The Devil’s Bridge – Hebden


 The Devil’s Bridge (Dibble’s Bridge) spans the river Dibb near the village of Hebden, 3 miles to the east of Grassington, in the Yorkshire Dales.

 The old folklore of the area records that this bridge was built by the Devil, and a story based on this folklore appeared in the Chronicles and Stories of the Craven Dales (Dixon, 1880).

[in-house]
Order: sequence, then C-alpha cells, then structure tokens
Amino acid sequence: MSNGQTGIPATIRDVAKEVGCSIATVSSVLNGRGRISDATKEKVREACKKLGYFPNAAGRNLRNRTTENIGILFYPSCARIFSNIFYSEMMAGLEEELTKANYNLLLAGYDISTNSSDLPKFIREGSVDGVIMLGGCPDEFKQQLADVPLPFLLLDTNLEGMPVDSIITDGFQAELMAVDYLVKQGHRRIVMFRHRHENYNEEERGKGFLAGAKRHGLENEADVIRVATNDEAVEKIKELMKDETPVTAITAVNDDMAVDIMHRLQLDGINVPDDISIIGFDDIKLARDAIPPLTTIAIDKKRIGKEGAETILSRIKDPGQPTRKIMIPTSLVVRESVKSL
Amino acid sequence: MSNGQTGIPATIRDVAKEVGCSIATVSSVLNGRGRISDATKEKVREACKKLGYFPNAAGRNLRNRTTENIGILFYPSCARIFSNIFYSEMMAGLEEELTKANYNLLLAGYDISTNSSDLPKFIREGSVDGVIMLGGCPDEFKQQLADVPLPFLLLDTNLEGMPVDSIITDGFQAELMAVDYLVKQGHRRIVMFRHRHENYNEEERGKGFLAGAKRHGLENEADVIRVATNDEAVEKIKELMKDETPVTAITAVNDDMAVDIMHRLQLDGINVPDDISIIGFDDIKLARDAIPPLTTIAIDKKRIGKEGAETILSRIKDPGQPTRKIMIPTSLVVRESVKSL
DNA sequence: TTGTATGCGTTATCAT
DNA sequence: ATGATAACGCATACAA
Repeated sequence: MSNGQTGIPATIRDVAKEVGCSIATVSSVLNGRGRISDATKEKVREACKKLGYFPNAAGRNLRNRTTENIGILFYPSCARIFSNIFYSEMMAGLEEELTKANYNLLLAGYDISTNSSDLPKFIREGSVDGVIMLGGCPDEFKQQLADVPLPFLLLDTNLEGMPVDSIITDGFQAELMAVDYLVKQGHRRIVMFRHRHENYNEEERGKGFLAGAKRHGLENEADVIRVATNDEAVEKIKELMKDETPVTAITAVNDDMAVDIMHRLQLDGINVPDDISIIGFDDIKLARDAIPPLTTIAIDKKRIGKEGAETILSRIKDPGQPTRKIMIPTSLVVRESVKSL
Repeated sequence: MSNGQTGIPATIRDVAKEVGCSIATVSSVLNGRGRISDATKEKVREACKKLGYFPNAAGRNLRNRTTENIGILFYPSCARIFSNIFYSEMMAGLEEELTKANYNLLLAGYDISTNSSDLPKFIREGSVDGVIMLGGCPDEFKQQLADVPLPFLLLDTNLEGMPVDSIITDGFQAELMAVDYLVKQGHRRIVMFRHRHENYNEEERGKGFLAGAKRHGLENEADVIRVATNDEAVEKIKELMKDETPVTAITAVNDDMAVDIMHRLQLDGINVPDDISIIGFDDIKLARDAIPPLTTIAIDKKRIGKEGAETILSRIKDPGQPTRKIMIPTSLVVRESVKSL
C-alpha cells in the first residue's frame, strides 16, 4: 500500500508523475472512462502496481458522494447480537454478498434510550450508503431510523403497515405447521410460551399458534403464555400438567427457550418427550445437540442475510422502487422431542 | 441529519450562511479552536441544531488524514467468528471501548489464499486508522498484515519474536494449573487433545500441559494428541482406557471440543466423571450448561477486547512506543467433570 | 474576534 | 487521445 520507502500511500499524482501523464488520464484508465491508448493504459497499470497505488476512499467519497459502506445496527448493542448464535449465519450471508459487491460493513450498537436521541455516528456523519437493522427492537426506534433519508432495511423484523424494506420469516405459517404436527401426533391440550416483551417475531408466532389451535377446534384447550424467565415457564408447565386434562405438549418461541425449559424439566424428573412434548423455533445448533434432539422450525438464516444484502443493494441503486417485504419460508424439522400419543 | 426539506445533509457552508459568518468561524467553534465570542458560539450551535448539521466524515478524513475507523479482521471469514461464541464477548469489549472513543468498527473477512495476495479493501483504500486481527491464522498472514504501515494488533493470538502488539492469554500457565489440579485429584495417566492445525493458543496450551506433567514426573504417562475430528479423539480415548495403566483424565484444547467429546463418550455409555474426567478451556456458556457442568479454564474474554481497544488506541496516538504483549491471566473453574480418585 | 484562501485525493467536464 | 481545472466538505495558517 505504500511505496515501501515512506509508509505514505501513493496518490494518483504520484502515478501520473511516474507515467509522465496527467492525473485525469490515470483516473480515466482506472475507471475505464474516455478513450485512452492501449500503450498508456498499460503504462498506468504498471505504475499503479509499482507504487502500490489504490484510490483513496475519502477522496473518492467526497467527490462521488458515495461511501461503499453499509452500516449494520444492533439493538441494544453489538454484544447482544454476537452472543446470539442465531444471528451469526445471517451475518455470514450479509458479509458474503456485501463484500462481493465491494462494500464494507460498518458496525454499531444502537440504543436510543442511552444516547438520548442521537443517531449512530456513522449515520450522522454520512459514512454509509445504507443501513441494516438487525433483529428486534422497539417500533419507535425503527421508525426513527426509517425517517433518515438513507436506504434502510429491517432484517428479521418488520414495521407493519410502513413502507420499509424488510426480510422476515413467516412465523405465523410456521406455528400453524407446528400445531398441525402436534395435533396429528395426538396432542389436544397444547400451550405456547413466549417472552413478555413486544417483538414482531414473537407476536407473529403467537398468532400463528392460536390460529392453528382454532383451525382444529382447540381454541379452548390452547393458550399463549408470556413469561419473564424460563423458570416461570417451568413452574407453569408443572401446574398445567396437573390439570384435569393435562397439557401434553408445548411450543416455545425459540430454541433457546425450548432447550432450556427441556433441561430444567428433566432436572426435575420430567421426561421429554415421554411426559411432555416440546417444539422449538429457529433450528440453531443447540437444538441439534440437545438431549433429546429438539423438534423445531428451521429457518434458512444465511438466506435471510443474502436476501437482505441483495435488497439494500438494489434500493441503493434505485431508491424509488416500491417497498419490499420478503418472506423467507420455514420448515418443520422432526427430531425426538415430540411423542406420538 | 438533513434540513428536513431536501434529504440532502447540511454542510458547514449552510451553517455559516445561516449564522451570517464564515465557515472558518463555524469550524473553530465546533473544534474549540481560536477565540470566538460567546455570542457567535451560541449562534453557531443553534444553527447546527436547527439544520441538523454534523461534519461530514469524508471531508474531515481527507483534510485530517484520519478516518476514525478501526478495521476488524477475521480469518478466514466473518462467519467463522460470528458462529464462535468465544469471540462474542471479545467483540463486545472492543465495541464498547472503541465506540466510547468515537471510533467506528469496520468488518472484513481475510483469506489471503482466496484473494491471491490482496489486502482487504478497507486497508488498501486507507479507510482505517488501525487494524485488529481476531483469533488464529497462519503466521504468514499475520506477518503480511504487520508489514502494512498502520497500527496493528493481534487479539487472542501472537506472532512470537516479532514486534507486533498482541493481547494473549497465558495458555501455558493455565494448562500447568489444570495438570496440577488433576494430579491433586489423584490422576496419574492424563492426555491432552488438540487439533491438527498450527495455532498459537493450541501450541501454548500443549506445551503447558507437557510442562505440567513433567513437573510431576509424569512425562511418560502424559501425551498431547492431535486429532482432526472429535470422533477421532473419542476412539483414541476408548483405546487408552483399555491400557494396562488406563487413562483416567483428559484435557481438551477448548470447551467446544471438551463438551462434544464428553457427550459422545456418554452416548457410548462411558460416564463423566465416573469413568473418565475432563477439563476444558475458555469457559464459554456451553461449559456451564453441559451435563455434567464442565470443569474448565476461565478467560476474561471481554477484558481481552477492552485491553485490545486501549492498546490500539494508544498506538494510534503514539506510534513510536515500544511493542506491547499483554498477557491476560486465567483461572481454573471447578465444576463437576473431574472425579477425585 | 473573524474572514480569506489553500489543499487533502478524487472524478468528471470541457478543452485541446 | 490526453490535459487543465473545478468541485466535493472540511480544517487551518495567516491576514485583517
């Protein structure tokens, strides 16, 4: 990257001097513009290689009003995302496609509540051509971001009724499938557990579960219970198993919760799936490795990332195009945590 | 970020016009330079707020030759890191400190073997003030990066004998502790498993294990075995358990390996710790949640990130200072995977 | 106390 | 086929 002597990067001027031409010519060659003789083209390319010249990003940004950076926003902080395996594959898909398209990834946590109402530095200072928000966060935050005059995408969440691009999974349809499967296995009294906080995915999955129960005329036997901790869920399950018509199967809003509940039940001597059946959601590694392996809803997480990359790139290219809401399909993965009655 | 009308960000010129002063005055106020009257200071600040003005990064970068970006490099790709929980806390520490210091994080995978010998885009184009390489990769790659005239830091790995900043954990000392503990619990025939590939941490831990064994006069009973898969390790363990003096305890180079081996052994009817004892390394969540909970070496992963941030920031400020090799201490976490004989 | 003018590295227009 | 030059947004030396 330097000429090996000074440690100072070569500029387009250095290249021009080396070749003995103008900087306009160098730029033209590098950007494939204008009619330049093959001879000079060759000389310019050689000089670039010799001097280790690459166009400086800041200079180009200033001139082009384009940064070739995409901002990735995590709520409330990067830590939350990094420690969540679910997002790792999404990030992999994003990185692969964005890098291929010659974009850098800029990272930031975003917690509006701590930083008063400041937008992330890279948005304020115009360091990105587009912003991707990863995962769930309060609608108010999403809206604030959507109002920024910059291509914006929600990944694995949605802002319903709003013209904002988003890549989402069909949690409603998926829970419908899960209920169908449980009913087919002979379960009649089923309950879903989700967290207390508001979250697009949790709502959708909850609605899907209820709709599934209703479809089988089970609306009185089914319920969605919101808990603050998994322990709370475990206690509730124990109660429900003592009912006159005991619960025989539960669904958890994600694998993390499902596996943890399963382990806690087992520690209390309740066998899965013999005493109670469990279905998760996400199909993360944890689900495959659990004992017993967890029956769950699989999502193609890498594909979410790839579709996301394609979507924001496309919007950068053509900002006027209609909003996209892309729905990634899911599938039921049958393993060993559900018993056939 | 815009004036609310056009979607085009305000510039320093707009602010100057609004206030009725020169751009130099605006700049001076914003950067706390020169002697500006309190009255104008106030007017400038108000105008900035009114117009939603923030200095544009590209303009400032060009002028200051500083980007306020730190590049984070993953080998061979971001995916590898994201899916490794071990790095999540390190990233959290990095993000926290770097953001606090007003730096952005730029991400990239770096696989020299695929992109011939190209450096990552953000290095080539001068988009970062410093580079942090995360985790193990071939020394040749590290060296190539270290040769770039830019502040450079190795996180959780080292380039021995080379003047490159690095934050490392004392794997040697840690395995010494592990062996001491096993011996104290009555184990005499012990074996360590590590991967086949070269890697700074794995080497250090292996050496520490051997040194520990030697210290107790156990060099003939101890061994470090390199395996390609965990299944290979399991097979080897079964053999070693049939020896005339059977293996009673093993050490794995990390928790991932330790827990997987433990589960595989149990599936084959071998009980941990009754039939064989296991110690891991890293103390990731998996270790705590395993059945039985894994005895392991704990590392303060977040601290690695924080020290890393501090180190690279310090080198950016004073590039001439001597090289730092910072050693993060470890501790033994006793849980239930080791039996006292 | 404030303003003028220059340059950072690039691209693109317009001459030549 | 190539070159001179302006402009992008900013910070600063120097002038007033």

The legend is set during the Middle Ages, sometime before the dissolution of the monasteries (1540), when Fountains Abbey was still a thriving religious community. A cobbler from the village of Thorpe (near Grassington) was returning home from the abbey with a bag of shoes for repair, when he found the river Dibb was in flood, and so he had to wade across. On the other side of the river he met a smartly dressed gentleman who asked him how far it was to Grassington. For some reason the cobbler was suspicious of the stranger and so he told him that it was a long way, and that he himself had worn out the bag of shoes travelling from there.